Tyreck Kelly: “I’m different”


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Tyreck Kelly with Major Jean-Andre Parmiter and Chief Doris Sullivan.

TOWAMENCIN- Amiable senior Tyreck Kelly rocks an edgy style and seems to have it all, but he comes from humble beginnings. After traveling extensively, originally living in his home country of Jamaica and then in the United States in two different states, Kelly has managed to bring his positivity and Caribbean culture with him throughout his travels. All the while, he has made himself a popular figure here at North Penn.

The Humble Beginnings

Kelly was born in Kingston, Jamaica and was raised in Clarendon Parish, which is located on the south side of Jamaica, until he was 12 years old. His parents departed for America a few years before he did, so Kelly lived with his grandmother until his mother was stable enough to bring him and his sister to the United States. Soon afterwards Kelly and his little sister, Kamae, boarded a plane that would bring them to a new life of opportunity.

The transition to American life took an early toll on him. It did not help that he relocated to rural Pine Plains, New York.

“Coming to America I saw new people that I never saw before. I had never seen a caucasian person before I came here,” shared Kelly.

Before he departed for America, he was in sixth grade. In Jamaica, after a student completes the sixth grade he immediately goes to high school. There was a fear that he would have to repeat the sixth grade because he was not old enough to take Grade Six Achievement Tests (GSAT), a test that allows a student to move into high school. However, he was presented with the opportunity to go to school in America and when registering for school in New York, his outstanding academics allowed him to continue into seventh grade.

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With big dreams, senior Tyreck Kelly pushes himself to aim for success. His display of achievements reflect his work ethic.

“It’s really different because I was in the middle of nowhere. There weren’t stores close by that you could just walk to. You had to drive at least twenty minutes to get to the closest Walmart. It was really like in the countryside and there were not a lot of African-Americans in the country, so being an African-American in the all white school I use to go to, was kind of difficult. Coming into America as a Jamaican, I used to get bullied,” shared Kelly.

“I was new to the culture and everything else so it was really hard. I was one of the only black kids there so all the white kids used to pick on me, but I didn’t let that get to me I just did what I had to do and kept it going,” Kelly shared.

Though he was only in New York for two years, his impact was felt. Kelly and his stepfather, Jefrey Blake, started an annual Martin Luther King Math Club Competition for students in the Bronx. Despite his move to Pennsylvania, he goes back every year to motivate those kids and demonstrate the power of education.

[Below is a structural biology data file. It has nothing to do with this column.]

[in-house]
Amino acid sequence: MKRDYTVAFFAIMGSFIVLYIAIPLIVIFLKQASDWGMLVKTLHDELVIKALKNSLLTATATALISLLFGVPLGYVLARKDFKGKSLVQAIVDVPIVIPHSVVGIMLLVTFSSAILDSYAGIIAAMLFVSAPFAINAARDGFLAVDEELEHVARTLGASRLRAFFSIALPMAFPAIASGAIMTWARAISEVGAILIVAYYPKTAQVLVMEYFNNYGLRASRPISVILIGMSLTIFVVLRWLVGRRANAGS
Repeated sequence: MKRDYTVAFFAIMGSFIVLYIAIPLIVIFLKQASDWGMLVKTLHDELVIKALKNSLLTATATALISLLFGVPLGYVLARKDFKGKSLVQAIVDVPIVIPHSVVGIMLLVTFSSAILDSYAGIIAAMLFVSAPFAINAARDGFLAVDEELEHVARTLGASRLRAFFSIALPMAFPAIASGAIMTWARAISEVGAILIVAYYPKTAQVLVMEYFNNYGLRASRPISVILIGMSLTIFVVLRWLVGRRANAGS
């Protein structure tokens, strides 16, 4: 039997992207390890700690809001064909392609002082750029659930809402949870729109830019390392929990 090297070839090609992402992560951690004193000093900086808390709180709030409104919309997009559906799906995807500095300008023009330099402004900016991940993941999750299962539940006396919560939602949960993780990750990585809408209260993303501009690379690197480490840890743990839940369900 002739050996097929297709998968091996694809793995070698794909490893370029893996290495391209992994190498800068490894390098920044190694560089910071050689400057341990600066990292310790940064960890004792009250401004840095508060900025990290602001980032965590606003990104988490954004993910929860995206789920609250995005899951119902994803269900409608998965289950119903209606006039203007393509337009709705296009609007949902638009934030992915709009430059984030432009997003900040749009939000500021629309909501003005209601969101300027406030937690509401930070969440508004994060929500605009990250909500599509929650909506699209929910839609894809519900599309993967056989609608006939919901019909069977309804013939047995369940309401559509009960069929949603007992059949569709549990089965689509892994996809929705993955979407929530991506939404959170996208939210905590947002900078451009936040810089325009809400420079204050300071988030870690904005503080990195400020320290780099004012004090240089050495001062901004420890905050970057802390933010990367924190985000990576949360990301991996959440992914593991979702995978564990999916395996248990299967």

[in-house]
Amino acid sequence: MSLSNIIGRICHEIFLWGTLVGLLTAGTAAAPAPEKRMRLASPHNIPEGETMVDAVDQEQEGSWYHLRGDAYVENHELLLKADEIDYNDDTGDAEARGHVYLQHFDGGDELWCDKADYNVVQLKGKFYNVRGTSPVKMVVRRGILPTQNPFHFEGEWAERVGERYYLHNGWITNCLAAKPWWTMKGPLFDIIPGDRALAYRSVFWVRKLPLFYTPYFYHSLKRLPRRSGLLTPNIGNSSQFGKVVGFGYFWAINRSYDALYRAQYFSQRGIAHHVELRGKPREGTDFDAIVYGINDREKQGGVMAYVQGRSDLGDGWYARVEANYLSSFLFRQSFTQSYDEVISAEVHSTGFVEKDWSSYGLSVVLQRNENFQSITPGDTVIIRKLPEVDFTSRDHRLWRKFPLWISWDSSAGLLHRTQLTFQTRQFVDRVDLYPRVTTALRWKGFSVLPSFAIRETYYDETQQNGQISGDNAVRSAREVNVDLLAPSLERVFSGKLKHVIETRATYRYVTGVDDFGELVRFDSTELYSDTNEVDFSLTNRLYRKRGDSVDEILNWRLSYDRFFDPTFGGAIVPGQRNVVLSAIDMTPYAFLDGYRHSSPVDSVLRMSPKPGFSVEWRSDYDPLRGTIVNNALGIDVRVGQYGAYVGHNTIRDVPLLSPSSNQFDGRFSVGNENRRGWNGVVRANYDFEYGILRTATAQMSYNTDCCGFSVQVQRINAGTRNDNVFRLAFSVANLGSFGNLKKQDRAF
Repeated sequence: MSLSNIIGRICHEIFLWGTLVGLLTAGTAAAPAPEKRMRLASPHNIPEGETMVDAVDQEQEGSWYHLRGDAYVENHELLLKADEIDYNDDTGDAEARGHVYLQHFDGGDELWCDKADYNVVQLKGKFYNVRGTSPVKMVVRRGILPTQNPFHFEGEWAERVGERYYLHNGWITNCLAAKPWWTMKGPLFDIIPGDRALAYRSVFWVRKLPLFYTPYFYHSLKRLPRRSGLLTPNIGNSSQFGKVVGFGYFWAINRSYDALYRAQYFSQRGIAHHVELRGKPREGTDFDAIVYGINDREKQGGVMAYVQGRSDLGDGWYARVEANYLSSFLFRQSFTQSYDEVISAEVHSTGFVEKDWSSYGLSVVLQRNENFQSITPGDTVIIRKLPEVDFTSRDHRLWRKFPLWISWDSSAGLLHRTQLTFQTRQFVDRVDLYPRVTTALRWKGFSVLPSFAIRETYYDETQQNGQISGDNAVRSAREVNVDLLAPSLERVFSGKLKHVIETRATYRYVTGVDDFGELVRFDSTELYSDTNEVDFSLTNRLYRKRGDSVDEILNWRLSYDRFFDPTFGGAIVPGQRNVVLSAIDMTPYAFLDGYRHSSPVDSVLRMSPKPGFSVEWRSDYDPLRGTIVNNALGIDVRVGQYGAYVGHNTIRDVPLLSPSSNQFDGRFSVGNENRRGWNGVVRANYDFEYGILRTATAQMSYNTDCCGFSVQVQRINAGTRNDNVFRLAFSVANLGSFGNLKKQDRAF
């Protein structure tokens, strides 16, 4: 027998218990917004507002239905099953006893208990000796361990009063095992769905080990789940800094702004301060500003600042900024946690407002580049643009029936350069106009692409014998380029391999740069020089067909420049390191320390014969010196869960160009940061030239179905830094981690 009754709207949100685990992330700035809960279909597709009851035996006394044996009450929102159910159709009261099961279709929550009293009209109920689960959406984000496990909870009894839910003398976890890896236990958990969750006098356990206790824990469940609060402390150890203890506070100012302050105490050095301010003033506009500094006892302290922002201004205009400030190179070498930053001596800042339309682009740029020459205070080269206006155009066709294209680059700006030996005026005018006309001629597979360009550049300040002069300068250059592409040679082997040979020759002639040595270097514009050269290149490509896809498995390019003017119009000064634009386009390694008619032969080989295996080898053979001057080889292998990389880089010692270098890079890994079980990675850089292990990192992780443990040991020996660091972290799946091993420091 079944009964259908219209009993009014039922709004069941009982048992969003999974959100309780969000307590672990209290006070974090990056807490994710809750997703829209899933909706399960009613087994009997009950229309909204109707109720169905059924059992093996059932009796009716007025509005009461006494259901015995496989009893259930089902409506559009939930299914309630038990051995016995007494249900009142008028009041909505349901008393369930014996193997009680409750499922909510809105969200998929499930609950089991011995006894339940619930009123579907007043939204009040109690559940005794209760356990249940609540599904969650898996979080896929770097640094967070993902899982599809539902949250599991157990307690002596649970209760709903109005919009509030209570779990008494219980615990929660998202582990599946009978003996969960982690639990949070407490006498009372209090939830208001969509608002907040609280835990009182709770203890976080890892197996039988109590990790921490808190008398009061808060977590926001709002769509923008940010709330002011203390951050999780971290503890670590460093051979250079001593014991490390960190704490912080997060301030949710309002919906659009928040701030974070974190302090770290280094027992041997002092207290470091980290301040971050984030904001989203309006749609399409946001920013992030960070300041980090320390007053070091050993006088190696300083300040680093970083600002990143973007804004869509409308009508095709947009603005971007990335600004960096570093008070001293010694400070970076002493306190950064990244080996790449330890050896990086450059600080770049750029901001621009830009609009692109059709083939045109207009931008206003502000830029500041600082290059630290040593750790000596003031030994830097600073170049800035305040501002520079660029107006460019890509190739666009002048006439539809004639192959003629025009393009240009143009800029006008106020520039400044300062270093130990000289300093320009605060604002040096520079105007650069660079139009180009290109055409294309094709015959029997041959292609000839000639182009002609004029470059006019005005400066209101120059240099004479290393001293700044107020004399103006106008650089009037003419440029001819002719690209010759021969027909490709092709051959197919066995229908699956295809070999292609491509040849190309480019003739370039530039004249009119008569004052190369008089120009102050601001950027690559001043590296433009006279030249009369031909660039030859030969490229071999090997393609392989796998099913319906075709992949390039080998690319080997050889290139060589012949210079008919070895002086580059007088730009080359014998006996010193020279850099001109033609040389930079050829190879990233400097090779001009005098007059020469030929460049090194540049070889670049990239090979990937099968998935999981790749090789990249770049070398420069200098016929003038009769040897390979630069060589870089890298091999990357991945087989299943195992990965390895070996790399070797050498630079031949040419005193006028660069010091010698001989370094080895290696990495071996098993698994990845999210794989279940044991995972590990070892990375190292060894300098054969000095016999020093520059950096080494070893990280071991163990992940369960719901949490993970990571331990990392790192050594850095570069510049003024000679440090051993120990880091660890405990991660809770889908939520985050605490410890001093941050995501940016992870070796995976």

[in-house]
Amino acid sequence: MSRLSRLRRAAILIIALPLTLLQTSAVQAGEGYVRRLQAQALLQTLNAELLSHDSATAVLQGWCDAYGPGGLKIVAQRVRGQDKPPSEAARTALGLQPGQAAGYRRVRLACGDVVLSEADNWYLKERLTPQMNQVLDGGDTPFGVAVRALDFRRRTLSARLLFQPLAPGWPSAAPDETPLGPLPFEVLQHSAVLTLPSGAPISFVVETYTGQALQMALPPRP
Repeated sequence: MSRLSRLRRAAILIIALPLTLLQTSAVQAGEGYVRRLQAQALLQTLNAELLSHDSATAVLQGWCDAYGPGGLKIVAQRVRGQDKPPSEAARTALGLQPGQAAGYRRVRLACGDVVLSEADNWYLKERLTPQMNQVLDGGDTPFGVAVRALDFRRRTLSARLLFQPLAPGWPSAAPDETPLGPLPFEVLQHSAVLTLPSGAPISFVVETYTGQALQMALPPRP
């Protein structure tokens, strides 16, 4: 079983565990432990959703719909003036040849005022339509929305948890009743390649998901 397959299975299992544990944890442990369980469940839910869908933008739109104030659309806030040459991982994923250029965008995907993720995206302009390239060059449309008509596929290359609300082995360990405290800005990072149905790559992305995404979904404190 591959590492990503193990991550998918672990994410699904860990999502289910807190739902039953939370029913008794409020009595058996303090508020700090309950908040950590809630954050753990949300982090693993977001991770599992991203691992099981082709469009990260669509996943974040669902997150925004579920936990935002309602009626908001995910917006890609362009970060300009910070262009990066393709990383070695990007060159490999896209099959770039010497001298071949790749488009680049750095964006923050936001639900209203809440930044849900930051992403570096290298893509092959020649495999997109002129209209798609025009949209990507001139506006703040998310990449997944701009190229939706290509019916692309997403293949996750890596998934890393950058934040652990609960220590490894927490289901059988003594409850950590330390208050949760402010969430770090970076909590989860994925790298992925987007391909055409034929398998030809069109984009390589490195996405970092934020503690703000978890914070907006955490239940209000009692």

Every Martin Luther King Day, Kelly and his step-father go back to New York and host the competition.

“The math competition is to take kids that are in bad schools and give them opportunities. It’s to take kids living in poverty and give them an opportunity to shine. At the end of each top three kids get an award that varies from a laptop or a computer, games, all that stuff, and the top ten kids get trophies and everyone else gets certificates. They let everybody feel as if they’re winners so nobody leaves empty handed,” shared Kelly.

Coming from humble beginnings himself, Kelly knows the importance of opportunity on an individual’s success.

Kelly’s stepfather has been an influential model in his life. He aspires to follow in his footsteps.

“If it wasn’t for him I wouldn’t be here [in America] and where I am now. I am now an honors student. If I was doing other things, hanging with the wrong crowd as I was before I met him, then I probably wouldn’t be who I am today,” shared Kelly.

A look to the future

Because his step-father is in the military, they expect to relocate every three years. In fact they are expected to move to Florida after Kelly graduates. Though traveling often has its negative effects, watching his step-father work has played a part in shaping his own future.

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Tyreck Kelly poses in his uniform.

“The plan after high school is to join the military. Yes, [my step-dad] has spoken to me about joining the military and the benefits that I have, which I really think those benefits I can take advantage of and really use them to the best of my ability to really put me on my feet and give me a head start for my career,” shared Kelly.

“My future goal is to be a speaker and an entrepreneur. That’s one of my major goals. Starting my career off by going into the military would probably be a good jump-start for me,” said Kelly.

Other families have also played a part in shaping his future.

“One of my close cousins was in the military and he liked it, and I see where he is now in life and I feel like it looks really good. He comes out…he’s really on his feet…he can really get around and has a good job now so there are a lot of benefits to the military. The military they could pay for my college, medical bills, etc,” Kelly explained.

He plans to study business finance and communications. Though he is uncertain of what lies ahead, he plans to continue his studies while he’s in the military.

“I want to send myself to college, and I just want to be responsible for myself. I’ve depended on my parents long enough until the 12th grade, so after that I feel like they have done enough for me and now it’s time for me to help myself. If I get to that point of rags to riches, I can probably help them out,” Kelly said.